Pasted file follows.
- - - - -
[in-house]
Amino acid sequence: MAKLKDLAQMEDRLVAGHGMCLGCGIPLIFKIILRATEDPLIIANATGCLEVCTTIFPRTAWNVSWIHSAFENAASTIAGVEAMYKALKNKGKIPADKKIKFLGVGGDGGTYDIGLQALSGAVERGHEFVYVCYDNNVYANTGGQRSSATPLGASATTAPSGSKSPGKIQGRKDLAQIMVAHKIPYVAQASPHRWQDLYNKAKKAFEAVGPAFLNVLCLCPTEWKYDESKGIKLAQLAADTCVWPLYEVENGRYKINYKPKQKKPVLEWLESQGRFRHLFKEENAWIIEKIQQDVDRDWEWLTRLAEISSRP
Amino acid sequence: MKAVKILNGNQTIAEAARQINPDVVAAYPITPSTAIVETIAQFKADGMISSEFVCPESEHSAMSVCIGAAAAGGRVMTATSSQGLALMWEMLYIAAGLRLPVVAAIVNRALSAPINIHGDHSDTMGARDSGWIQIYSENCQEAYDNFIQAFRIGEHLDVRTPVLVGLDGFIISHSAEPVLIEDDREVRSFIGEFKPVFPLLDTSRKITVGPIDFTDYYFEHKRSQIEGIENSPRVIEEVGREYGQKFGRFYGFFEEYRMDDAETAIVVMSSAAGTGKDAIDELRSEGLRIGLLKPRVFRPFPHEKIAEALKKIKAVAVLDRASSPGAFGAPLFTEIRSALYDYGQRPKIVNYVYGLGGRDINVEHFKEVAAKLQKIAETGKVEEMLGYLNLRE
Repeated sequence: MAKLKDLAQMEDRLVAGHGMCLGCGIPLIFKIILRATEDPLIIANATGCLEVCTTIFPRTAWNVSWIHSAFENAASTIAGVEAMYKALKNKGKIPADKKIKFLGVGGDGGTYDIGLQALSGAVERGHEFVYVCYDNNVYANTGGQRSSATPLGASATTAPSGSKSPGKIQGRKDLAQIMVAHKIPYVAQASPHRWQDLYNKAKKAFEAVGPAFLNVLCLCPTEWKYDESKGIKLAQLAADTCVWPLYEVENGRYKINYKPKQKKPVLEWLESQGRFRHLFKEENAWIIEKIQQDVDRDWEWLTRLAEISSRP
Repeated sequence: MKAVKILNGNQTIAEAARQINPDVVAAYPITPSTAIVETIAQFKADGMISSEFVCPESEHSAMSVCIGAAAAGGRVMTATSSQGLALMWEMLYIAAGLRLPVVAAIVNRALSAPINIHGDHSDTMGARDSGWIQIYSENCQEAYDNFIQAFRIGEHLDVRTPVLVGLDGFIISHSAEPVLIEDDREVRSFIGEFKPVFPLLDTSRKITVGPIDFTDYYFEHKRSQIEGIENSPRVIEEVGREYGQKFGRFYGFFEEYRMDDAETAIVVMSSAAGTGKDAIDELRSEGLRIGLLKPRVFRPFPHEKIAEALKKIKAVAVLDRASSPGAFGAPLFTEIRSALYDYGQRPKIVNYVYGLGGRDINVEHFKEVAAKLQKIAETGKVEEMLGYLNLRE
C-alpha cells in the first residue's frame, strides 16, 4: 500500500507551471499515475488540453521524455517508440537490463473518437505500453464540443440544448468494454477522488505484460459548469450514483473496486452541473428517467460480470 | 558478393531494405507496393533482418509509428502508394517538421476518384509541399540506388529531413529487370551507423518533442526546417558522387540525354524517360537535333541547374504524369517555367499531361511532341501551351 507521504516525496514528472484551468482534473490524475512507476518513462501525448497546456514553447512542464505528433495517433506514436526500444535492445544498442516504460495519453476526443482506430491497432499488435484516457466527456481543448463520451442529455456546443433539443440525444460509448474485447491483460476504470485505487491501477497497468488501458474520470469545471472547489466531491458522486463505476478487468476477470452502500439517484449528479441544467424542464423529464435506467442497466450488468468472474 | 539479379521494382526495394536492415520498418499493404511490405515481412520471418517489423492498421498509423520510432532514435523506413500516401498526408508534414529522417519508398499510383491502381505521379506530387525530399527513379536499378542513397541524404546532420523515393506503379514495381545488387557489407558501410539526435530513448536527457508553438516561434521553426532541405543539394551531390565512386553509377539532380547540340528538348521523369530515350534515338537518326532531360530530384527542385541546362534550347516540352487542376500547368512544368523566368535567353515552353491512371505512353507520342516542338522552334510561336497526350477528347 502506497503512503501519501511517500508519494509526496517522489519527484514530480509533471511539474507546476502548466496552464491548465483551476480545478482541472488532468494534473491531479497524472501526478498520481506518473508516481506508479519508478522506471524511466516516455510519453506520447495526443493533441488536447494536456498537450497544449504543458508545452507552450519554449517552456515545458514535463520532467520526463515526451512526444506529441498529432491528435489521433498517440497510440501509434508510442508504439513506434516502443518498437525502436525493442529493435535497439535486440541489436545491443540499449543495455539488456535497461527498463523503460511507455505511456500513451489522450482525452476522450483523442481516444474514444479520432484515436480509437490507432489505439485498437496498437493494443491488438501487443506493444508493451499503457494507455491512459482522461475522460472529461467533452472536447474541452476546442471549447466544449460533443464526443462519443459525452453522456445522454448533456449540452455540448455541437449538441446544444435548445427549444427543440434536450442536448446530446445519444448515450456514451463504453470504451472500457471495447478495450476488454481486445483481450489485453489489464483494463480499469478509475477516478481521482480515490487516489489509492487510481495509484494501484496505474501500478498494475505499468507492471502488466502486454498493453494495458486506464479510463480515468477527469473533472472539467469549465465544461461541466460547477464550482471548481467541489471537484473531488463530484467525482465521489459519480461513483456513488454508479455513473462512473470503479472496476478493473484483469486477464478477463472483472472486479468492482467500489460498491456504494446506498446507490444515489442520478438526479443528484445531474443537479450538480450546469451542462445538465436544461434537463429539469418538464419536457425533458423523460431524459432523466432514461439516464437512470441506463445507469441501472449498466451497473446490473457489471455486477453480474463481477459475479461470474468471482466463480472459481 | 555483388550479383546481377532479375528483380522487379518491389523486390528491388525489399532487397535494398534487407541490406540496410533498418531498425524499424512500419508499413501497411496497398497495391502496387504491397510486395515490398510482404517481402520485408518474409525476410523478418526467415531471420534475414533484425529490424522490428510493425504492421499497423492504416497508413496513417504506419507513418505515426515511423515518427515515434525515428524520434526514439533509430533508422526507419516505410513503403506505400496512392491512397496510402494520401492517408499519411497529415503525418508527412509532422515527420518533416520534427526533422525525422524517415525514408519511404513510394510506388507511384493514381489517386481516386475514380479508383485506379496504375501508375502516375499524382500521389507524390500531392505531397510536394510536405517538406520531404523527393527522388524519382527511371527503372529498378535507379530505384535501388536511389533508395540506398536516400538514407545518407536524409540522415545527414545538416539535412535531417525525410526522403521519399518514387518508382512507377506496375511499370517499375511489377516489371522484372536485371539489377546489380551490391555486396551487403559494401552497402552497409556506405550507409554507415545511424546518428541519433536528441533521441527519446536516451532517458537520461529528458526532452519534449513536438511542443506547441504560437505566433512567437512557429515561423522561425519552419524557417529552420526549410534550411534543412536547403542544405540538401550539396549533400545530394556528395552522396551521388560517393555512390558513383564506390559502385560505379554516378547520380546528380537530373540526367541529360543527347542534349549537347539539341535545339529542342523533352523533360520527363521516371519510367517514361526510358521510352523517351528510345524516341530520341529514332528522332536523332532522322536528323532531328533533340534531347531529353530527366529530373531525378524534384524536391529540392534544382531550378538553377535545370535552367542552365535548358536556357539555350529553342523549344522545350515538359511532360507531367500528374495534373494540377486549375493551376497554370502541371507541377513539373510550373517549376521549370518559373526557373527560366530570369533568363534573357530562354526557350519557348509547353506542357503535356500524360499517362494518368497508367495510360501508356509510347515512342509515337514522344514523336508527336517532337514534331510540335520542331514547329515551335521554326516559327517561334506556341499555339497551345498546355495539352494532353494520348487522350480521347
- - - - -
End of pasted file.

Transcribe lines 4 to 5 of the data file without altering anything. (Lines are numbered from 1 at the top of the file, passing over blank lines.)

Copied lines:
Repeated sequence: MAKLKDLAQMEDRLVAGHGMCLGCGIPLIFKIILRATEDPLIIANATGCLEVCTTIFPRTAWNVSWIHSAFENAASTIAGVEAMYKALKNKGKIPADKKIKFLGVGGDGGTYDIGLQALSGAVERGHEFVYVCYDNNVYANTGGQRSSATPLGASATTAPSGSKSPGKIQGRKDLAQIMVAHKIPYVAQASPHRWQDLYNKAKKAFEAVGPAFLNVLCLCPTEWKYDESKGIKLAQLAADTCVWPLYEVENGRYKINYKPKQKKPVLEWLESQGRFRHLFKEENAWIIEKIQQDVDRDWEWLTRLAEISSRP
Repeated sequence: MKAVKILNGNQTIAEAARQINPDVVAAYPITPSTAIVETIAQFKADGMISSEFVCPESEHSAMSVCIGAAAAGGRVMTATSSQGLALMWEMLYIAAGLRLPVVAAIVNRALSAPINIHGDHSDTMGARDSGWIQIYSENCQEAYDNFIQAFRIGEHLDVRTPVLVGLDGFIISHSAEPVLIEDDREVRSFIGEFKPVFPLLDTSRKITVGPIDFTDYYFEHKRSQIEGIENSPRVIEEVGREYGQKFGRFYGFFEEYRMDDAETAIVVMSSAAGTGKDAIDELRSEGLRIGLLKPRVFRPFPHEKIAEALKKIKAVAVLDRASSPGAFGAPLFTEIRSALYDYGQRPKIVNYVYGLGGRDINVEHFKEVAAKLQKIAETGKVEEMLGYLNLRE